January 20, 2021

Why are cabs not designed designedly?

Whenever I board a cab I end up observing cab drivers and car.

In India, the cab market is growing and every automobile company is in the race to attract cab buyers. Thanks to the cab aggregators and economic growth.

According to the drivers, all automobile companies generally play around space, low cost of ownership, mileage, service network etc. Automobile companies claim that their car is perfect for cab purpose. Just to make it look like a cab sometimes they reduced the features and opened for cab market considering buys are generally price-conscious. The black bumper is a great example here.

The reality is when cars failed to attract personal buyers they opened for cab market. e.g are Indica, Logan/Verito, Etios etc. There are few exceptions here 🙂

Most of the time I have seen drivers carrying 2 phones. One on the mobile holder and one will be lying the seat. Water bottle, diary, parking slips, charging cables etc etc. Overall that driver area always looked messy to me. I feel pity for drivers. Whenever I asked they said, “Kya karen sir, kuch nahi kar sakte” (What to do sir, can’t do anything).

A few months back I took a cab and driver wanted to switch off AC because he wasn’t feeling well. As a good human being, I asked him to turn it off. Why can’t passengers have a separate AC?

Safety is another concern, why cab need child lock?
In some cabs, I have seen a panic button. I think it should come as a default in all cabs and should go to the near PCR, police station or may be to a centralized system.

Privacy? Well sorry no privacy. Why can’t there be a partition between the driver and passenger? Like yellow cabs in NewYork?

In-cab industry, there are already few benchmark taxis around the world. TX4 is the perfect example. But in India and Singapore, I see none of the automobile companies tried to understand the entire ecosystem of the driver and passenger, design based on both users needs.

None of the cars are designed for cab purposes in India.

I hope one day our automobile companies will understand and design one keeping in mind the purpose 🙂

April 3, 2020

My favourite books on Life, Design & Productivity

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I’m an avid reader. I didn’t use to, but over the last couple of years, I made an effort to change, and I’m happy that I’ve succeeded. One of the best decisions I made was buying a Kindle because now I don’t have to carry books, and it gives me the freedom to switch anytime.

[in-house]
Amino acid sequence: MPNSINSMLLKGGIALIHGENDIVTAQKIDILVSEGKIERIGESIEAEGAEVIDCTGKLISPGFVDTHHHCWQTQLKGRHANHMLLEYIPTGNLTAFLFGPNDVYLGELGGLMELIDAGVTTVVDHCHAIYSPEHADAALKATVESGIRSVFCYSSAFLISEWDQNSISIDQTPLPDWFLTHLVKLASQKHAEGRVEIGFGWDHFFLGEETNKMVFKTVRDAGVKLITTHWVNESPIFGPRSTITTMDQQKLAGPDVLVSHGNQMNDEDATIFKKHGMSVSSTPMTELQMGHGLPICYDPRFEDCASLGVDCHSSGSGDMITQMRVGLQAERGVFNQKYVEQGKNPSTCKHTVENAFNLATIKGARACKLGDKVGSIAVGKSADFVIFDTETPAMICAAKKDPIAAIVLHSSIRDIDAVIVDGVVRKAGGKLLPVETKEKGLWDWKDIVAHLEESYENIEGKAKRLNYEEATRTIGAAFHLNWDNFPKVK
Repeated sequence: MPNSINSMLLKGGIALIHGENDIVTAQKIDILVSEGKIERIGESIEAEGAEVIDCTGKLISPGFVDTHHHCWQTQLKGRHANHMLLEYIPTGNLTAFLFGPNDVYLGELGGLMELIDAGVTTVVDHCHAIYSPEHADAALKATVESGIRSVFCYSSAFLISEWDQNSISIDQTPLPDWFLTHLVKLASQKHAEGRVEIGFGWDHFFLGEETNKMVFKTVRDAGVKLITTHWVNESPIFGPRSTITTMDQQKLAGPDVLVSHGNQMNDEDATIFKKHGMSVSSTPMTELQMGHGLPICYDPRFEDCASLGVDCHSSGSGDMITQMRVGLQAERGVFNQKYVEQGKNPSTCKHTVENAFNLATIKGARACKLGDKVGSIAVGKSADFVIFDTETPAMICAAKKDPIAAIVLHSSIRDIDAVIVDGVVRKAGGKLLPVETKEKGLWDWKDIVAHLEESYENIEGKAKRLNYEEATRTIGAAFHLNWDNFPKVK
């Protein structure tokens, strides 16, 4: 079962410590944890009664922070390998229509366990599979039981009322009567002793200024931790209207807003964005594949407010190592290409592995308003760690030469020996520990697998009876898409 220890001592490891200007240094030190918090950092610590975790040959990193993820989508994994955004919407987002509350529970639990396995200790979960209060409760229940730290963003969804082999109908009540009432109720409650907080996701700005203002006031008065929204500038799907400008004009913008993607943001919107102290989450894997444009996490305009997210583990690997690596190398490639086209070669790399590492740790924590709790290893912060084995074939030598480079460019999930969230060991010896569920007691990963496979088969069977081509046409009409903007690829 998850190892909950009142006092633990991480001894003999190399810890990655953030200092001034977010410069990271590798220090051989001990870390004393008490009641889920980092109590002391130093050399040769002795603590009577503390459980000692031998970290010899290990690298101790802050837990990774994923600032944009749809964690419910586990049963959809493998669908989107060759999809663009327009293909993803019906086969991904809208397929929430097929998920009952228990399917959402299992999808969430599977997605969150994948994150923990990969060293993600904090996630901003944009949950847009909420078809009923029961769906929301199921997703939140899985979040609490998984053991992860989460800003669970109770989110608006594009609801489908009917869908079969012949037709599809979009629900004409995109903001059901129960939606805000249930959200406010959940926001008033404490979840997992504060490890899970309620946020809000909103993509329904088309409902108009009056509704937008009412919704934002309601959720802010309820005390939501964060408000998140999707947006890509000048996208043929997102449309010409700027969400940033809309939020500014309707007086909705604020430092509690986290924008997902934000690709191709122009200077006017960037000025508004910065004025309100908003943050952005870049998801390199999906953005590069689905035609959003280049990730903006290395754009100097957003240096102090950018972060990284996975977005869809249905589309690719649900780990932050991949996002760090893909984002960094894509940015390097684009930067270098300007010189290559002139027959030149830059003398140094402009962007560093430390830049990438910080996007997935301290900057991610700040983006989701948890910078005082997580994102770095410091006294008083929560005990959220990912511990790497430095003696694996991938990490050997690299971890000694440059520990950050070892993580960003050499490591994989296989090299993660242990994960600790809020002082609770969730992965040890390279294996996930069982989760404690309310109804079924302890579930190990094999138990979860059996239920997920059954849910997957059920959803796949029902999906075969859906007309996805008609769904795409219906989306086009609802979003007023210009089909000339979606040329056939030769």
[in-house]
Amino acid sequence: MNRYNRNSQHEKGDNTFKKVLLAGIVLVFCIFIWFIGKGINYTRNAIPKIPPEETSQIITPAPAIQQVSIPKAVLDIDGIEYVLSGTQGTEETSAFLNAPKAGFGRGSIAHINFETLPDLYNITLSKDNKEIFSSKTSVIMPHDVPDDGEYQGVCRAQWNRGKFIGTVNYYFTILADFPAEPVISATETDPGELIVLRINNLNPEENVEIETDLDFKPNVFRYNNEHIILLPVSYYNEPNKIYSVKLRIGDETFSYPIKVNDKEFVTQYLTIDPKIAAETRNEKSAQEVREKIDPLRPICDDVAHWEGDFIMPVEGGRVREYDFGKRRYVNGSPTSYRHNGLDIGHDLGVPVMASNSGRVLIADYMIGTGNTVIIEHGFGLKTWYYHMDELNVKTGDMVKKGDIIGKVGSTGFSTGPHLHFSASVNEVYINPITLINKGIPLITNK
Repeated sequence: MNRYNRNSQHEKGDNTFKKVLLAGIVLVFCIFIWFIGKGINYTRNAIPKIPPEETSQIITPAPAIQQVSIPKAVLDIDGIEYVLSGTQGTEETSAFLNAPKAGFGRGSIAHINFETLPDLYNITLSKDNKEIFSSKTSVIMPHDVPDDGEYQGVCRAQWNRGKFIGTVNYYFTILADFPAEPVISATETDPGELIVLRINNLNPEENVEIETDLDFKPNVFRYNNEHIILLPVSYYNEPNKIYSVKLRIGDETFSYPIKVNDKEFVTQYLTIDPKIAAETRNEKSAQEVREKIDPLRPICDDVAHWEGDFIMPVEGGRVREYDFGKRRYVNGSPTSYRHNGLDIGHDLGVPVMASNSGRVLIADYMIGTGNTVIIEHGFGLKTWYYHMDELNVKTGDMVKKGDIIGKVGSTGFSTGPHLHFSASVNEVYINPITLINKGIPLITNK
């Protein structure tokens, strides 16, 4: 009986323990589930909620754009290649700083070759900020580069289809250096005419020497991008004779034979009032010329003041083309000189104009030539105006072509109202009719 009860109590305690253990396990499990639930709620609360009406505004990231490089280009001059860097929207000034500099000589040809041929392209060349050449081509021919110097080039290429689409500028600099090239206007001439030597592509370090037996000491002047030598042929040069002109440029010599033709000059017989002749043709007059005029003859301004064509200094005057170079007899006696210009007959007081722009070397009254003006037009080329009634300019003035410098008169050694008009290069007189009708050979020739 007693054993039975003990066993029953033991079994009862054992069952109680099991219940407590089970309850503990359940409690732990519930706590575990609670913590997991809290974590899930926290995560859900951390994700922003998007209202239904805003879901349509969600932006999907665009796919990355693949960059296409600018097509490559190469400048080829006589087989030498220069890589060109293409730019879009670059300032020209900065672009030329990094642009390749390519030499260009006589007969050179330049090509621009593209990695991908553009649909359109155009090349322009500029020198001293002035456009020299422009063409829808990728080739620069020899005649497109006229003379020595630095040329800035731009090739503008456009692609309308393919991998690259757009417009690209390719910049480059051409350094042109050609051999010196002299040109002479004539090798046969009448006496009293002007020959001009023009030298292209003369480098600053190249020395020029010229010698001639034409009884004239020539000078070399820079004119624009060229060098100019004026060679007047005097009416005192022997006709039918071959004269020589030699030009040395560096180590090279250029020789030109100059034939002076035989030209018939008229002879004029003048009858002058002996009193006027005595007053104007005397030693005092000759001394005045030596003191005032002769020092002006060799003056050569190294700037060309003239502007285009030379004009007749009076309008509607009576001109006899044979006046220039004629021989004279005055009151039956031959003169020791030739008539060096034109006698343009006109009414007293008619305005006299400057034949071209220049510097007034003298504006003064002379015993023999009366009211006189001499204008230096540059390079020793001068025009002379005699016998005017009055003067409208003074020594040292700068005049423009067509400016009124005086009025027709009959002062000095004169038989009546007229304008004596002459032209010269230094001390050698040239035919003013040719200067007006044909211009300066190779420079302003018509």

The majority of books I read are non-fiction and fiction is something I’m still trying to pick up. Most of the books are around design or phycology. Psychology is something I like reading a lot, and I feel it helps me a lot to understand the user’s side.

Here are some of my favourite picks. Honestly, the list is quite long but below are the ones I read twice or even more often. My all-time favourite reads. I hope you find one or two and add them to your library.

Emotional Design: Why We Love (or Hate) Everyday Things

I love Norman’s view, and his books are always something special to me. This book is one of my all-time favourites. I have read it a couple of times, and whenever I’m confused about what to read, I pick this book and read any chapter. The chapter on “three levels of behavioural design: visceral, behavioural, and reflective” is at the core of this book. If you are interested in an “emotional design”, you must read this book. Read some of Norman’s amusing stories about objects that he owns.

About Face 3: The Essentials of Interaction Design

This book is pretty much the bible of interaction design. It covers almost everything about interaction design. Very comprehensive and well-presented. It is widely considered one of the most important books ever written about Interaction Design. Alan Cooper pioneered vital concepts and its a must-read if you design digital products/applications.

PS: This book cover you see above is just a little artwork I did because I couldn’t find a high-quality image. This not the original cover of this book.

Creativity, Inc

It’s the story of Pixar and its founders and how they managed to establish Pixar as a thriving business. This book has lots of useful tips on how to let employees express themselves creatively and give constructive feedback. If you are into management its, a must-read. Especially I liked the management lessons combined with the inner workings of Pixar, and it’s founding story.

Hooked: How to Build Habit-Forming Products

If you’re in the product, I’ll highly recommend this book. This book is a fantastic introduction to behavioural product psychology. If you ever wondered what makes people come back to digital products like Facebook, Instagram or games like World of Warcraft or PubG this books has the answer. A must-read to understand the psychology behind what drives our behaviour in a world where there are so many services competing for our attention.

Jony Ive: The Genius Behind Apple’s Greatest Products

Jony Ive, a British designer and a great man behind the design of most of the Apple products. It’s not exactly a bible of Jony but yes if you would like to know about his before Apple days and during Apple days, if you would like to know stories about apple products, It’s a must-read.

There are so many books which I loved. Honestly, the list is pretty long but these are my top picks. Enjoy and keep reading!

Simplifying life through design   |   © Sunil Shrivastav